A crewed test flight of an 18-rotor aircraft designed to serve as an air taxi in the near future has been conducted in South Korea. It is hoped the system will alleviate traffic congestion and be operational by 2025.
The unusual aircraft designed by German developer Volocopter made a short trip at Seoul’s Gimpo Airport on Thursday. A pilot took it into the air and flew back and forth inside a designated air corridor.
The urban air mobility (UAM) aircraft covered some 3km, staying under an altitude of 50 meters and reaching a speed of 45kph during the five-minute flight. The main purpose of the test was to see how well the unit works in an airport environment, where air traffic control is essential for safe operation.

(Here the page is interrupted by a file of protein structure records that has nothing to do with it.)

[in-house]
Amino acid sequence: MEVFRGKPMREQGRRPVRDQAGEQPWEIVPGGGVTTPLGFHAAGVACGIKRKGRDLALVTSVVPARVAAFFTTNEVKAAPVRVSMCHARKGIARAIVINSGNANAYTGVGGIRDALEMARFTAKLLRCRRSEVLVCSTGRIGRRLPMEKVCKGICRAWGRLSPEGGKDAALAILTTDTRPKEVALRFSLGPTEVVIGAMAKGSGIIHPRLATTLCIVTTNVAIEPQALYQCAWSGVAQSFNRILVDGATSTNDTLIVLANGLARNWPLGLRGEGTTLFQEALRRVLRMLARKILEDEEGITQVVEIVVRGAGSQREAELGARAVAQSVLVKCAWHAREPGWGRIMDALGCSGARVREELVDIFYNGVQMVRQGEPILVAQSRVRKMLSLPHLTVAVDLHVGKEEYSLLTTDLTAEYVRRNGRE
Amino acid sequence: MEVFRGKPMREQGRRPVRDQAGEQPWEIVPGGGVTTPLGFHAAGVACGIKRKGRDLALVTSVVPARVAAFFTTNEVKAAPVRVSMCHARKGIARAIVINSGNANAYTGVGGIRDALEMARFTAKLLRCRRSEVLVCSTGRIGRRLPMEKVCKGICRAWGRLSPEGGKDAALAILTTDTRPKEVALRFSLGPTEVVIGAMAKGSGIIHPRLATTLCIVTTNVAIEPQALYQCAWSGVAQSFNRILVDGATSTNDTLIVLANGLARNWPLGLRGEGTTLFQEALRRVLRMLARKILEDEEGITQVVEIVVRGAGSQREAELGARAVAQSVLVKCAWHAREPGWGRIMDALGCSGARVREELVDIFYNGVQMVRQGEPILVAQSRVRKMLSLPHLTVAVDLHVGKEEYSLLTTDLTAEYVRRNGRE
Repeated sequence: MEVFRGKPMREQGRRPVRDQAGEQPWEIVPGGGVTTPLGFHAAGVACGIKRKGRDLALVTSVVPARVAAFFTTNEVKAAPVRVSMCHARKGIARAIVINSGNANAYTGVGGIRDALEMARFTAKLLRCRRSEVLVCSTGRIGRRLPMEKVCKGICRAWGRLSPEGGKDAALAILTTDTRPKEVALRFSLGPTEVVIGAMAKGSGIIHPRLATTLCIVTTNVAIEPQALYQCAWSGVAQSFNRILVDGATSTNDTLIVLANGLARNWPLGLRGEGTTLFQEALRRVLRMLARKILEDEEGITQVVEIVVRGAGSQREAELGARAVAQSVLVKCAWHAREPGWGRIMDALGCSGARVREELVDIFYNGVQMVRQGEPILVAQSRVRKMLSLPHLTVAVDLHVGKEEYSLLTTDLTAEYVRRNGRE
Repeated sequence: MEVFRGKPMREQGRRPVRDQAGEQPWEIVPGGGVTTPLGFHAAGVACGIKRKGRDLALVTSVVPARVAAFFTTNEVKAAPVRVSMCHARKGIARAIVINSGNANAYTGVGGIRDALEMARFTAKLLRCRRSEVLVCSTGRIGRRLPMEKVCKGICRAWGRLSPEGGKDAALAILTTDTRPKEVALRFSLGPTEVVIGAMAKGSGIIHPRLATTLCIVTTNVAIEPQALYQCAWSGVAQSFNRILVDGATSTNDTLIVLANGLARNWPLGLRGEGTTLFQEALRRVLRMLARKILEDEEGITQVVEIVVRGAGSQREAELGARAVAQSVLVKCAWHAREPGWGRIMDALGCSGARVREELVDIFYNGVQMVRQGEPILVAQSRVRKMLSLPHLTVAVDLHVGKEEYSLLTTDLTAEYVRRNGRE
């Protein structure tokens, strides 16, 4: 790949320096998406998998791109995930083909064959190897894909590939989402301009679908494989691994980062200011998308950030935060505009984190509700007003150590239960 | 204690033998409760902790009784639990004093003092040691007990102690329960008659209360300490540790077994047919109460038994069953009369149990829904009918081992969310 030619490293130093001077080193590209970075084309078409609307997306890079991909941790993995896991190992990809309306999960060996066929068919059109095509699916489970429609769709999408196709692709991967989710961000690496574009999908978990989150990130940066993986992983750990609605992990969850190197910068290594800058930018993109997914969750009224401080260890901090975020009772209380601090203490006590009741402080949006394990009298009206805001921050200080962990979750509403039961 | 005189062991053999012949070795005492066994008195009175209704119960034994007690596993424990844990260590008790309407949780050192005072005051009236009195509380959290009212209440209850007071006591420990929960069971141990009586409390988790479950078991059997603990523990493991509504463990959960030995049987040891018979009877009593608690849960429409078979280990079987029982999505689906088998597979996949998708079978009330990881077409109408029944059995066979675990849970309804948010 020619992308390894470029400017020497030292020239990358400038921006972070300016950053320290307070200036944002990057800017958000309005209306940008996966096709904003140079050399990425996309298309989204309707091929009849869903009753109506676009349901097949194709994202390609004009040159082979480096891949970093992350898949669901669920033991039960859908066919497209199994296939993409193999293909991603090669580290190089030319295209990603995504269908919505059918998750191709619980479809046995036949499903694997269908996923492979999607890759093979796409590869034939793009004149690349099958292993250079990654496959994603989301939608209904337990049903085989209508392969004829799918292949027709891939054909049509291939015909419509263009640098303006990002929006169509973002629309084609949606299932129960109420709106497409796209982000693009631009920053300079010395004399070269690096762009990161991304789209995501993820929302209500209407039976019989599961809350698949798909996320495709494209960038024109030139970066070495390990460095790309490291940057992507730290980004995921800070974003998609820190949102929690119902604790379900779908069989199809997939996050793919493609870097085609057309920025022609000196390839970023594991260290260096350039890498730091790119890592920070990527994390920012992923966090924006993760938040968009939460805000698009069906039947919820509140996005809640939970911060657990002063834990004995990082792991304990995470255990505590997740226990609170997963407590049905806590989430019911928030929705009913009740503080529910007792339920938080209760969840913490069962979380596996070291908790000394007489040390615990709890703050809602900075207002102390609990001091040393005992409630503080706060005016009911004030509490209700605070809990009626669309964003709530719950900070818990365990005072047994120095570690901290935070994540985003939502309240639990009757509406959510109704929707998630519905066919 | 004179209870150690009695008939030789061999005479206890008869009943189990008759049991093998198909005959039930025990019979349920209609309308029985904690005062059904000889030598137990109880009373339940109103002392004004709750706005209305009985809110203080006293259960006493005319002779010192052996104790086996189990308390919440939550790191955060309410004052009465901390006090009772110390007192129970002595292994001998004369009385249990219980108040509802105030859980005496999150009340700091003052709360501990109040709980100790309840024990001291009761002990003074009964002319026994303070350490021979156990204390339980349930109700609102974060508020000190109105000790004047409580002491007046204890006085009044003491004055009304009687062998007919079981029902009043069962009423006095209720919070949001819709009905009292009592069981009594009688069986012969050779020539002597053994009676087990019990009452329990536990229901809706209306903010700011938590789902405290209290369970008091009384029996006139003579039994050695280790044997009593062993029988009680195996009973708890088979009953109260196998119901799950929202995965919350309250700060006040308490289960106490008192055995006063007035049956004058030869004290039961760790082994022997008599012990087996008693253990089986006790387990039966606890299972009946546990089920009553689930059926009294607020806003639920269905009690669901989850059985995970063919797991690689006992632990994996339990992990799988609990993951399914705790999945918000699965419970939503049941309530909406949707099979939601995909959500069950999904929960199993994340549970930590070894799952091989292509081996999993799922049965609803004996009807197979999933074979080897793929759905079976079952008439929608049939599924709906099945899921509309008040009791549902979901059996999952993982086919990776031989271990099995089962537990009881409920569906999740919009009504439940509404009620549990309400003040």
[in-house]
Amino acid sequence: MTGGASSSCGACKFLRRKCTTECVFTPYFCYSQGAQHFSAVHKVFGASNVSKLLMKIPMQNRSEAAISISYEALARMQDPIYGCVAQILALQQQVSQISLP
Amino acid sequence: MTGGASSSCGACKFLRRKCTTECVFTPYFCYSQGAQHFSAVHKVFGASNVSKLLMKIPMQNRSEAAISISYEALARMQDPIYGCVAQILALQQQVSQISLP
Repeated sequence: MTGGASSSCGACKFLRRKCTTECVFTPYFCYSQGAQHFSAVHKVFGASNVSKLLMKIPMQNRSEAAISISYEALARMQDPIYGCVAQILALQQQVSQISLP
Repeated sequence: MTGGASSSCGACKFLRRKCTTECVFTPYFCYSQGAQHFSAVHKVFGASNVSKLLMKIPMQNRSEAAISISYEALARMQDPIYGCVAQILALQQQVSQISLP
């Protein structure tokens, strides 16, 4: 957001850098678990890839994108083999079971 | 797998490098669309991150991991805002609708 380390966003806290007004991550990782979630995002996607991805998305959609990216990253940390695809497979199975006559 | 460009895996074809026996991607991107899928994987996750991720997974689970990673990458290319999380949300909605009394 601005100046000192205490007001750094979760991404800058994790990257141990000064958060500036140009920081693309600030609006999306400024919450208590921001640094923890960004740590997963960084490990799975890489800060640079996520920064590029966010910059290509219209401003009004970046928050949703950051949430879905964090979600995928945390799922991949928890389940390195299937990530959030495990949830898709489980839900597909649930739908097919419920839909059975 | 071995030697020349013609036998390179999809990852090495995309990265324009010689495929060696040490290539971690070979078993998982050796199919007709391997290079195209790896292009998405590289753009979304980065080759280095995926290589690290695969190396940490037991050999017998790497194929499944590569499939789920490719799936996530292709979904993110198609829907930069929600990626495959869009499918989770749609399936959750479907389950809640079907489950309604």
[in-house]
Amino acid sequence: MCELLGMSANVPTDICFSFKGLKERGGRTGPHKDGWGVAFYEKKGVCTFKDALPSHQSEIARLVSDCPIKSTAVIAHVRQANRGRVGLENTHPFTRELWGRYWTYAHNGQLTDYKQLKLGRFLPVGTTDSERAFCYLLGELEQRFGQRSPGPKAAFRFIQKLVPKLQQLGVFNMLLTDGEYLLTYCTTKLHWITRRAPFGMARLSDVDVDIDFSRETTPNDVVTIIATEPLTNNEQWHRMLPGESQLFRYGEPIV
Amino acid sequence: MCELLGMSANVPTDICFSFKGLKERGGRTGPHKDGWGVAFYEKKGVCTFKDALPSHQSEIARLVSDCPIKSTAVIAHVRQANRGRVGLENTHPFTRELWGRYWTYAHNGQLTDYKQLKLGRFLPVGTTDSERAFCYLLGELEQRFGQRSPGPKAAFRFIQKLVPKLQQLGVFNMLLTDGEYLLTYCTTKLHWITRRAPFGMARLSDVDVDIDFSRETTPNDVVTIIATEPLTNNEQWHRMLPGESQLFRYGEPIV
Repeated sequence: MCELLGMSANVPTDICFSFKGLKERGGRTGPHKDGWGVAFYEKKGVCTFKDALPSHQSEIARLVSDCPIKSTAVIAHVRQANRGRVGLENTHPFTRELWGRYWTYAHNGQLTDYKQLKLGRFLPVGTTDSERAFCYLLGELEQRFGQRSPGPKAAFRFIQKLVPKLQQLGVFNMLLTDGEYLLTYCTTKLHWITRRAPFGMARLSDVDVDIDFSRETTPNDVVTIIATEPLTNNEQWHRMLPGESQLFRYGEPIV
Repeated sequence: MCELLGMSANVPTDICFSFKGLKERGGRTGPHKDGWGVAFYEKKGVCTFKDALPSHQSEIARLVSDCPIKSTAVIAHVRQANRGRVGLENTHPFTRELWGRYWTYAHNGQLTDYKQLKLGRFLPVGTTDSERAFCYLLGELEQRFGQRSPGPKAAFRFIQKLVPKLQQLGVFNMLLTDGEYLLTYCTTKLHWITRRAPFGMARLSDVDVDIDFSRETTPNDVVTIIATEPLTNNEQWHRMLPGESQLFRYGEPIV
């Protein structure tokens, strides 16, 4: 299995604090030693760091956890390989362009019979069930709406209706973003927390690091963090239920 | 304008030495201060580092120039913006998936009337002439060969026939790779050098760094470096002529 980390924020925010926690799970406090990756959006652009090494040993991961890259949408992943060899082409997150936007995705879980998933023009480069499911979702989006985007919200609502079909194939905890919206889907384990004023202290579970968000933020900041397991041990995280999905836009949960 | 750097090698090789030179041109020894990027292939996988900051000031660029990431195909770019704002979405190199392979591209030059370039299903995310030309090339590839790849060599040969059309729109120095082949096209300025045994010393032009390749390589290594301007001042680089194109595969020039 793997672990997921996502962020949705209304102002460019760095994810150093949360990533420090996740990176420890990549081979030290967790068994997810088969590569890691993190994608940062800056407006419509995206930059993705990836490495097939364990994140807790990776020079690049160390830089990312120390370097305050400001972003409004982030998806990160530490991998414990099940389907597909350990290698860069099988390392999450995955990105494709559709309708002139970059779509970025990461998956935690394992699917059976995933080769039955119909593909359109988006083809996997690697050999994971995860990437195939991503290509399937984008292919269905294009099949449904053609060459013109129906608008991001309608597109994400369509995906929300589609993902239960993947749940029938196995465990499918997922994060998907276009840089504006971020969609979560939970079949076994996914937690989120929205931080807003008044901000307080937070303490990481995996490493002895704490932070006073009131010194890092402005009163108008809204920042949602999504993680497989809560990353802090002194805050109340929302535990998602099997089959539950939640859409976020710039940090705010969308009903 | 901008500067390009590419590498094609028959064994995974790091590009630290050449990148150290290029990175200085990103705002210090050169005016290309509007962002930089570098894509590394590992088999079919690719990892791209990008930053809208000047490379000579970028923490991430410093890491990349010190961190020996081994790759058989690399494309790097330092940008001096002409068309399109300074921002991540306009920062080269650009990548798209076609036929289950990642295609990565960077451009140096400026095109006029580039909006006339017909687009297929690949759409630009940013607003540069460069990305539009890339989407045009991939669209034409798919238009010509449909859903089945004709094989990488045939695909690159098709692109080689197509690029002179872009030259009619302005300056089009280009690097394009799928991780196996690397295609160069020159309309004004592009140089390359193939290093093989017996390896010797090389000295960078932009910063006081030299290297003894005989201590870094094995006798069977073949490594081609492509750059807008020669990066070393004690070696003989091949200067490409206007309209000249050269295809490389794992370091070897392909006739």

The two-seater model, which uses electric motors to power 18 fixed-pitch propellers similar to a quadcopter drone, made its maiden flight in 2013. A public test flight of the aircraft is scheduled to take place next week in Incheon, the western part of the Seoul Capital Area.
South Korea last year announced plans to develop national UAM infrastructure, investing some $65 million in the technology. The government hopes to run air taxis commercially from 2025, ferrying solo passengers between Incheon International Airport and central Seoul at a cost of about $93 per trip – higher than a premium conventional taxi. The price tag is expected to drop more than fivefold by 2035, when UAMs are more readily accepted and are piloted by automated systems rather than humans.
However, Volocopter will be facing competition from a domestic UAM called OPPAV. Its developer, Korea Aerospace Research Institute (KARI), is preparing to conduct a full-sized prototype test flight next year.
Like this story? Share it with a friend!